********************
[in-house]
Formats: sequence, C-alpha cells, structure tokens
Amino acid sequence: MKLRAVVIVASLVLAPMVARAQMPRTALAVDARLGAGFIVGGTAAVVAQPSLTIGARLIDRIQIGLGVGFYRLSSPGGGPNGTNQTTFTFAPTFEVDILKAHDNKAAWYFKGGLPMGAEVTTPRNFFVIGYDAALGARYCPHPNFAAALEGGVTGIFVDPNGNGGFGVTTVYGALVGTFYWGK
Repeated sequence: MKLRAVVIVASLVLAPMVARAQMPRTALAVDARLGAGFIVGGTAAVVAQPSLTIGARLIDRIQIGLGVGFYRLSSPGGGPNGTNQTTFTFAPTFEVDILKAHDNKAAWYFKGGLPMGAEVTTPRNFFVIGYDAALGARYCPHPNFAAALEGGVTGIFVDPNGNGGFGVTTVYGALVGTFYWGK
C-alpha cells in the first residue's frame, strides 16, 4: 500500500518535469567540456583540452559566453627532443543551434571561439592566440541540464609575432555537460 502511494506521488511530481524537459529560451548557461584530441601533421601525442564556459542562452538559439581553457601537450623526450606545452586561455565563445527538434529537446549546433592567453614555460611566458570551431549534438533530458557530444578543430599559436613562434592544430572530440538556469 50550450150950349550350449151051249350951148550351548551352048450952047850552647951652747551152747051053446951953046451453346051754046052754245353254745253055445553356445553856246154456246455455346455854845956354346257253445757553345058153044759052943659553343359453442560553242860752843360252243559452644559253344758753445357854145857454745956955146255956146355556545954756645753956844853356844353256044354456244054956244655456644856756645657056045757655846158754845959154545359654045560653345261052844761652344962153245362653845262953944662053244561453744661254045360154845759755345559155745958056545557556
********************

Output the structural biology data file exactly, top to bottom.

[in-house]
Formats: sequence, C-alpha cells, structure tokens
Amino acid sequence: MKLRAVVIVASLVLAPMVARAQMPRTALAVDARLGAGFIVGGTAAVVAQPSLTIGARLIDRIQIGLGVGFYRLSSPGGGPNGTNQTTFTFAPTFEVDILKAHDNKAAWYFKGGLPMGAEVTTPRNFFVIGYDAALGARYCPHPNFAAALEGGVTGIFVDPNGNGGFGVTTVYGALVGTFYWGK
Repeated sequence: MKLRAVVIVASLVLAPMVARAQMPRTALAVDARLGAGFIVGGTAAVVAQPSLTIGARLIDRIQIGLGVGFYRLSSPGGGPNGTNQTTFTFAPTFEVDILKAHDNKAAWYFKGGLPMGAEVTTPRNFFVIGYDAALGARYCPHPNFAAALEGGVTGIFVDPNGNGGFGVTTVYGALVGTFYWGK
C-alpha cells in the first residue's frame, strides 16, 4: 500500500518535469567540456583540452559566453627532443543551434571561439592566440541540464609575432555537460 502511494506521488511530481524537459529560451548557461584530441601533421601525442564556459542562452538559439581553457601537450623526450606545452586561455565563445527538434529537446549546433592567453614555460611566458570551431549534438533530458557530444578543430599559436613562434592544430572530440538556469 50550450150950349550350449151051249350951148550351548551352048450952047850552647951652747551152747051053446951953046451453346051754046052754245353254745253055445553356445553856246154456246455455346455854845956354346257253445757553345058153044759052943659553343359453442560553242860752843360252243559452644559253344758753445357854145857454745956955146255956146355556545954756645753956844853356844353256044354456244054956244655456644856756645657056045757655846158754845959154545359654045560653345261052844761652344962153245362653845262953944662053244561453744661254045360154845759755345559155745958056545557556